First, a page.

7 key questions of phimosis in adults

Much of the population believes that phimosis is a problem exclusively in childhood, but the reality is that it is common in adults.

But what is phimosis?

When there is difficulty or impossibility to retract the skin covering the head of the penis (foreskin), both at rest and only when erect, there is phimosis. That is, the impossibility of leaving the glans uncovered.

What problems does phimosis cause?

Basically, there are two major problems:

  • It is difficult to have an adequate hygiene, increasing the risk of infections and the appearance of cancer and balanitis.
  • It makes penetration difficult during intercourse, becoming painful.

What is the cause of phimosis in adults?

There are different factors that can be related to the pathology during adulthood. Among them, diabetes stands out as the main cause. In these cases, closure of the foreskin becomes the first symptom of diabetes for patients.

Infections of the skin of the foreskin, known as balanitis, cause its inflammation. This pathology can be caused by fungi or bacteria, as well as by infections such as HPV or genital herpes.

Lichen sclerosus of the penis can also affect the foreskin and glans penis. This autoimmune disease appears due to microtrauma or infections in the penis, first affecting the frenulum area and the preputial ring.

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Finally, hygiene is important, although it is not a common cause of phimosis in developed countries.

What are the symptoms of phimosis?

In some cases, phimosis in adults may not present symptoms in the early stages. Later on, the following symptoms may appear:

  • Erectile dysfunction.
  • Cracks in the penis in the form of wounds.
  • Inflammation of the glans and foreskin.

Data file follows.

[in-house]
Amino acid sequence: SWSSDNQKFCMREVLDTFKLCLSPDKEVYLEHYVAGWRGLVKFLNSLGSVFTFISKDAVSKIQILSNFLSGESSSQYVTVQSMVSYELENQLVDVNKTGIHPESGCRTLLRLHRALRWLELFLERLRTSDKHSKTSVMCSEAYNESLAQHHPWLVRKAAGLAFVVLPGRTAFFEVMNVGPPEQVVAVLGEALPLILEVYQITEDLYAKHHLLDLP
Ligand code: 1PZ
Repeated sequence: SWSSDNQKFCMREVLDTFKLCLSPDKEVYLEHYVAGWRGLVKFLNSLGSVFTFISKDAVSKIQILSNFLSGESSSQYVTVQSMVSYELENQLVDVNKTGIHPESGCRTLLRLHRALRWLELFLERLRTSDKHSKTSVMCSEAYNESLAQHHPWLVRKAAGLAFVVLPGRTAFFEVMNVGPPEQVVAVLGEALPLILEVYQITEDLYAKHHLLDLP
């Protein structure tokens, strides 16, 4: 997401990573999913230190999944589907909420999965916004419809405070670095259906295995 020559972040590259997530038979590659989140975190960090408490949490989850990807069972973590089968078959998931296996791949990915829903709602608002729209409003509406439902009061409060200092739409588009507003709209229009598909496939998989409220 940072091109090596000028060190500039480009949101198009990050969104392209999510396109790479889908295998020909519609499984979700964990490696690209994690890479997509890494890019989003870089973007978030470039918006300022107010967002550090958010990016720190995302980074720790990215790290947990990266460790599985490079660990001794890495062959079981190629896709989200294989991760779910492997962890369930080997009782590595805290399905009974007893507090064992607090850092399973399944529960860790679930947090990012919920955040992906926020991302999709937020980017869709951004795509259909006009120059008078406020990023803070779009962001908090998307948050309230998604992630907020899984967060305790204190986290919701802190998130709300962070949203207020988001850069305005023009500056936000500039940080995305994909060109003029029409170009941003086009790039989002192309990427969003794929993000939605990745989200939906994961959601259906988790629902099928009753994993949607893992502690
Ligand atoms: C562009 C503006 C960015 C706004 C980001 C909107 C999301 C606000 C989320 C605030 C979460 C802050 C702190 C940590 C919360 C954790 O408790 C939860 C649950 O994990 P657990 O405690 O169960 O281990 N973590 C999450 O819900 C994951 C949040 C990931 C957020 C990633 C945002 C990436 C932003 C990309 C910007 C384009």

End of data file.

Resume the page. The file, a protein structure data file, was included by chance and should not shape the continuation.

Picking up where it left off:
• Affection of the urinary stream.
  • Pain or discomfort when trying to retract the foreskin.

What happens if phimosis is not treated?

Some of the complications that can be avoided by treating phimosis in young people or adults are the following:

  • Reduced sexual satisfaction, caused by painful intercourse.
  • Acute urinary retention, caused by progressive closure of the foreskin.
  • Paraphimosis. This is a severe and very painful complication, which occurs when the retracted foreskin can no longer slide forward. Surgery may be required.
  • Major infections.
  • Cancer of the penis.

What is the treatment for phimosis?

The most effective solution is the circumcision operation, which is the simplest and least risky method.

  • It is an outpatient operation with local anesthesia.
  • It is not painful and lasts 30 minutes.
  • At the end of the operation, a bandage is placed around the penis and glans penis, leaving the urethral orifice free to urinate without difficulty.
  • After the intervention the patient takes a general analgesic to avoid pain.
  • The following day the first treatment is performed in consultation, teaching the patient the procedure.
  • The dressings are daily and simple, cleaning the area with saline and antiseptics and then placing a gauze.
  • The stitches fall off by themselves after two or three weeks.
  • Sexual intercourse is possible after 30 days.
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Are there other benefits of circumcision?

  • Studies indicate that circumcised men have a 60% lower risk of getting HIV. It also helps prevent HPV and genital herpes.
  • Female partners have less cervical cancer, as well as more avoidance of HPV.
  • Men have less risk of fungus, balanitis, lichen sclerosus and penile cancer.